LOWER GWYNEDD TOWNSHIP, PA (Gray News) - Students at a Pennsylvania high school knew something was wrong when they saw Dominic Herder get on the bus Friday morning.
They’d never seen him before.
When the bus got to the school, a student informed the school resource officer about the unknown passenger, but by that time, Herder had made his way inside Wissahickon Senior High School.
The officer found him inside the gym and approached him with school administrators. Police said he bolted from the school and led them on a foot chase into the parking lot of the condominiums across the street.
Police arrested the 20-year-old, who told them he’d spent the night partying and drinking. He told them he boarded the bus because he believed it would take him closer to his home.
He faces several misdemeanor charges, including public drunkenness and trespassing. Investigators determined he never meant anyone any harm.
“I apologize. I was being stupid and not thinking. I do apologize to everybody and their family and their parents for scaring everybody. There’s no harm meant,” Herder told WPVI after his first court appearance Friday.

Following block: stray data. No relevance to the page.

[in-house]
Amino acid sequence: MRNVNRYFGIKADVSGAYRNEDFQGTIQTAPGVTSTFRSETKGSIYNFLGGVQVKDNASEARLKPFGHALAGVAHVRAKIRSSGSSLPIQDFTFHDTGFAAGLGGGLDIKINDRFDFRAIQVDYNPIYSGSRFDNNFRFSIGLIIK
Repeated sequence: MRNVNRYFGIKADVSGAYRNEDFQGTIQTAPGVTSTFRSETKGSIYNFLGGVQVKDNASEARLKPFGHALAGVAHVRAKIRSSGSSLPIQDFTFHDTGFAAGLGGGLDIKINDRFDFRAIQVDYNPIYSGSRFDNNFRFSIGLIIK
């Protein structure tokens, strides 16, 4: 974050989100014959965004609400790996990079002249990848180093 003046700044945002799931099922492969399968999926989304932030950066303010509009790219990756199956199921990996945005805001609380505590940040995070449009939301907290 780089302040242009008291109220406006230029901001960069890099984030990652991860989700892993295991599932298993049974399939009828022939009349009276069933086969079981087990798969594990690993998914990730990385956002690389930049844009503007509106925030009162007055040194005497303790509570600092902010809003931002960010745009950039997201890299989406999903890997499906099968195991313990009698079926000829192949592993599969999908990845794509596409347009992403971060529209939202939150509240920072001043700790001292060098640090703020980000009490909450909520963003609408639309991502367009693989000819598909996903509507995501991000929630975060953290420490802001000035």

Herder admitted to having a serious drinking problem. His bail was set at $5,000 unsecured and he will remain out of jail so long as he complies with the bail requirements, which includes treatment for his drinking problem.
He’s due back in court on April 2.
School officials said Herder made it on to the bus because he looked just like any other high school student.
“Bus drivers are instructed to watch oncoming traffic while students are boarding, to ensure vehicles obey crosswalk and flashing light rules. This does not obviate the fact that he should have never been allowed to board a bus-it just explains how it happened,” the school district said in a statement.
He made it undetected into the school because he entered with a crowd of students. He simply blended into the mob.
Even so, sophomore Sasha Jason saw him and knew something was off. She said he was “rapping a song or something.”
The school district outlined plans to make sure this doesn’t happen again, which could include a bus pass system or an ID/swipe system.
“We do not want to over-react to an isolated situation, but we also want to learn from this and implement any changes to procedures that may make sense. If any changes are recommended, they will be communicated to the entire WHS community promptly and comprehensively,” the district’s statement concluded.